CBSSports.com's Brett McMurphy, one of our very favorite reporters covering college football and the Big East, published an article today lauding the academic performance of the coaches listed as having the top ten Academic Progress Rate (APR) rankings. McMurphy states from the outset that the rankings were compiled for the years from 2003-2004 through 2009-2010. He writes:
CBSSports.com compiled the APR averages of 109 of the 120 coaches in the Football Bowl Subdivision (FBS) using data provided by the NCAA. CBSSports.com's study is based on the NCAA's available data between 2003-04 and 2009-10 so 11 coaches debuting this season were not included.
McMurphy rightly points out CBS excluded 11 coaches who are in their first ever year as head coaches. With that criteria, the highest ranked head coaches are Northwestern's Pat Fitzgerald and Clemson's Dabo Swinney. Our issue comes with the table listing the bottom ten APRs for coaches. The lowest APR listed? Charlie Strong, with a sickeningly low 869.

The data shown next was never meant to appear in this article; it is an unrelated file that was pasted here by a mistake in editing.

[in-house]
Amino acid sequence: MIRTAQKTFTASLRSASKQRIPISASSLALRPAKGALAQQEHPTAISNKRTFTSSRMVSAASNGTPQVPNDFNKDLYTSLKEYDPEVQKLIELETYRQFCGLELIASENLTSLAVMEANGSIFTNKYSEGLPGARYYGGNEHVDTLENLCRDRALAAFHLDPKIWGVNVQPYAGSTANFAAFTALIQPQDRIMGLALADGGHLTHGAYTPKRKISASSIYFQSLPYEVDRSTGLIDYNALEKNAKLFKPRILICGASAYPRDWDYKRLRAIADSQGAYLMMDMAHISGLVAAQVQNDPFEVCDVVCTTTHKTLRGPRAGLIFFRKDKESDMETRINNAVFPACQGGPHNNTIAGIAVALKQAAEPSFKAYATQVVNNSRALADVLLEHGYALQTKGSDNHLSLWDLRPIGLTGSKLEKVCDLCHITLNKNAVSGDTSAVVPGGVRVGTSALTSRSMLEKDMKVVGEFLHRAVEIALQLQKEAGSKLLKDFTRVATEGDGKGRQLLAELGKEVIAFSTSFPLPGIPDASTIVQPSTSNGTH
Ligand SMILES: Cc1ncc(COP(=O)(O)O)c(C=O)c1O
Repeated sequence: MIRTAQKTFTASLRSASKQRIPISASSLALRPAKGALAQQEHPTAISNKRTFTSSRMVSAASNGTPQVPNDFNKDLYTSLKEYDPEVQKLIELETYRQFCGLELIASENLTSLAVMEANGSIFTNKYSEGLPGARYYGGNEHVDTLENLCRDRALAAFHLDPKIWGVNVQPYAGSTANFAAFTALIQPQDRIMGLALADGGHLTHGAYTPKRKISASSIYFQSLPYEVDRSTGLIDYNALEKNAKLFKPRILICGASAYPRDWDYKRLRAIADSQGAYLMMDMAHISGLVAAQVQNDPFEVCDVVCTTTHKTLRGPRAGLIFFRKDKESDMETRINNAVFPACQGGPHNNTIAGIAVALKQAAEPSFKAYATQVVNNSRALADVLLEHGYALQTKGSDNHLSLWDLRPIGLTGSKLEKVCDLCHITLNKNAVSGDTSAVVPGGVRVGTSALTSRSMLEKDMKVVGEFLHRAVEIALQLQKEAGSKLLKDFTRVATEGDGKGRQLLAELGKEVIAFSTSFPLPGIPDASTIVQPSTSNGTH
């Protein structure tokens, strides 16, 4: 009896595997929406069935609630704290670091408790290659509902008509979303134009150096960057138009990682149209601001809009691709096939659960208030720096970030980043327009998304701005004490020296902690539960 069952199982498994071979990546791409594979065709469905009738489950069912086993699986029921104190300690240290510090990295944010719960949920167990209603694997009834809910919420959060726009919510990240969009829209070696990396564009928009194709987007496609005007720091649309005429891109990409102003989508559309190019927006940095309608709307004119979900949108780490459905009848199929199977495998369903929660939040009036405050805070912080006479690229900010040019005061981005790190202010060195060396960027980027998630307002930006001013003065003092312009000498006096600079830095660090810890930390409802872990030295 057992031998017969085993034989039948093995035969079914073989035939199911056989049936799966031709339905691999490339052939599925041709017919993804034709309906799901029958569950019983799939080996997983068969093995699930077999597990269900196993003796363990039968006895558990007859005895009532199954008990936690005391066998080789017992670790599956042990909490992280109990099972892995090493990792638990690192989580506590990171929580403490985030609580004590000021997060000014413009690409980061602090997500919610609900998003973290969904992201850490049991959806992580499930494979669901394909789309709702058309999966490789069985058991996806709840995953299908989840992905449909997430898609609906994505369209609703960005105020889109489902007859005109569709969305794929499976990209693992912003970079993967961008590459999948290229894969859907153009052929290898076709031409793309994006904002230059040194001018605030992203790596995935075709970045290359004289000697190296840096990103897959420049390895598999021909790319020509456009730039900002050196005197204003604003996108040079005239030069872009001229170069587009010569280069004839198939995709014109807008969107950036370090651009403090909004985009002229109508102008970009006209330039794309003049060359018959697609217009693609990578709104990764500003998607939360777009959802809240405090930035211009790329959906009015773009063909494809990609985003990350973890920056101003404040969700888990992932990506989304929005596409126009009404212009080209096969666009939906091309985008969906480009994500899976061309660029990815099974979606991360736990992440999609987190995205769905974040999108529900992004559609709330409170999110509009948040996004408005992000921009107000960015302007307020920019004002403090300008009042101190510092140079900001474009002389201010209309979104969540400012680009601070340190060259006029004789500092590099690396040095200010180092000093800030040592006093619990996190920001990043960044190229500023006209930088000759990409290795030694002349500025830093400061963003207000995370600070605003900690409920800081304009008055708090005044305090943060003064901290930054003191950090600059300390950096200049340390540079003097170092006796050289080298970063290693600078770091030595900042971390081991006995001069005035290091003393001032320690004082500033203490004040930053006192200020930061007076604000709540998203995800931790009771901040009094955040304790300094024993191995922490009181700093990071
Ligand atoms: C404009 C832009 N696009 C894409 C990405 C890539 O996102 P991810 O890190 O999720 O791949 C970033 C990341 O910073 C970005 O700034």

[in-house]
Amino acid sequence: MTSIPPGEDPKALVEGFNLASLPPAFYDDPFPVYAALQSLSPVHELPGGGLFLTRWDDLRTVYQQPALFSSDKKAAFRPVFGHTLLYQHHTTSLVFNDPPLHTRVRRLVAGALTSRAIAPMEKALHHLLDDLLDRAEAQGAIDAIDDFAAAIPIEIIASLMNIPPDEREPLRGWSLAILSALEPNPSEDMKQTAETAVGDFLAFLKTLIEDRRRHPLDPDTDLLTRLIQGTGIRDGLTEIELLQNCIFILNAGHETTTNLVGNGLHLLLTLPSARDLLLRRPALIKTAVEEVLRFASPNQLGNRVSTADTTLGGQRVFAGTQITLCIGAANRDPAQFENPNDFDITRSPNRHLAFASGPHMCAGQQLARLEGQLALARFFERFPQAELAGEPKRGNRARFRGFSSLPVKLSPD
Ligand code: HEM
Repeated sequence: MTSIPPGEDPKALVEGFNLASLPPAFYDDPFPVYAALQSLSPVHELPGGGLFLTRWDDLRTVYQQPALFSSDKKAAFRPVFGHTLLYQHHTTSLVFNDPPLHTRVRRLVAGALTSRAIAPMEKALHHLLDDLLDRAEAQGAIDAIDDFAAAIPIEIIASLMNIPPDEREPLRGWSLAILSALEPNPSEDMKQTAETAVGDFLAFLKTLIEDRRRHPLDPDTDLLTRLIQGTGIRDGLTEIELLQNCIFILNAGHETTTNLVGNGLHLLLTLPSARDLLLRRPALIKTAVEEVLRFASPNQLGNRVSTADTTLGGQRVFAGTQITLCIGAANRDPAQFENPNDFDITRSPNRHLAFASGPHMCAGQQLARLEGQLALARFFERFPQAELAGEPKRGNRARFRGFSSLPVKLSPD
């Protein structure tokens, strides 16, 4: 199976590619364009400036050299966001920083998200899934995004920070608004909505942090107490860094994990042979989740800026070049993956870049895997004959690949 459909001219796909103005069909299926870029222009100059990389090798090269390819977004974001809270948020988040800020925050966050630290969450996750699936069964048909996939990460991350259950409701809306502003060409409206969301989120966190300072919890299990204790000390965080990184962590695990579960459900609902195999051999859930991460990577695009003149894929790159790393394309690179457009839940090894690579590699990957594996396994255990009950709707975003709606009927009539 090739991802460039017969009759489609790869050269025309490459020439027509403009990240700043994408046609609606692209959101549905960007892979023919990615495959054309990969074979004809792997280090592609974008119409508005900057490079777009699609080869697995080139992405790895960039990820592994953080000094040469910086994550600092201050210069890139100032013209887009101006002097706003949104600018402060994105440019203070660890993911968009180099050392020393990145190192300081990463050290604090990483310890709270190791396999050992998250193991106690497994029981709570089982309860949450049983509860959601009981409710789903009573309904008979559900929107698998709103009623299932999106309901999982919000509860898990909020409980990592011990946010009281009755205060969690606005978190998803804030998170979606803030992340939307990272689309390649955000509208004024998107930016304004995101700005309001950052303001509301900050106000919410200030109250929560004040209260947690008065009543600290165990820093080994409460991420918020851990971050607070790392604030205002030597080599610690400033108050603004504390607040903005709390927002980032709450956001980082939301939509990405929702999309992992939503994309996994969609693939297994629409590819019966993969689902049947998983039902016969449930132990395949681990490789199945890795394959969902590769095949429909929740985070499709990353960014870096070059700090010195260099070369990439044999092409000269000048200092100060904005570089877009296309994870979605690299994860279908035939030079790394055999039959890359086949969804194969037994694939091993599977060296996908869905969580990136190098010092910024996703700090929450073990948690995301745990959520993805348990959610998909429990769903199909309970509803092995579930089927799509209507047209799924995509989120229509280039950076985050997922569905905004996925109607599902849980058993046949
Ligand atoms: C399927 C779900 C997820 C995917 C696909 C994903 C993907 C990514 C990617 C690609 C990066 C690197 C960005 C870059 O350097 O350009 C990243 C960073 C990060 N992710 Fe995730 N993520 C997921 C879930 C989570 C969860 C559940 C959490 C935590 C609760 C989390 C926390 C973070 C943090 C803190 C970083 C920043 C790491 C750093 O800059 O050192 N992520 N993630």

The problem with listing Charlie Strong with that APR is he didn't become the head coach until December 14, 2009. The 869 score reflects the 2009-2010 school of which he was only the head coach for one semester. By the time Strong was hired, the fall 2009 semester was already over and should be attributed to Steve Kragthorpe. In fact, when one searches the official NCAA coaches database, this fact is pointed out clearly. Couldn't McMurphy and CBS have taken the time to at least point this out since the NCAA clearly does in its database?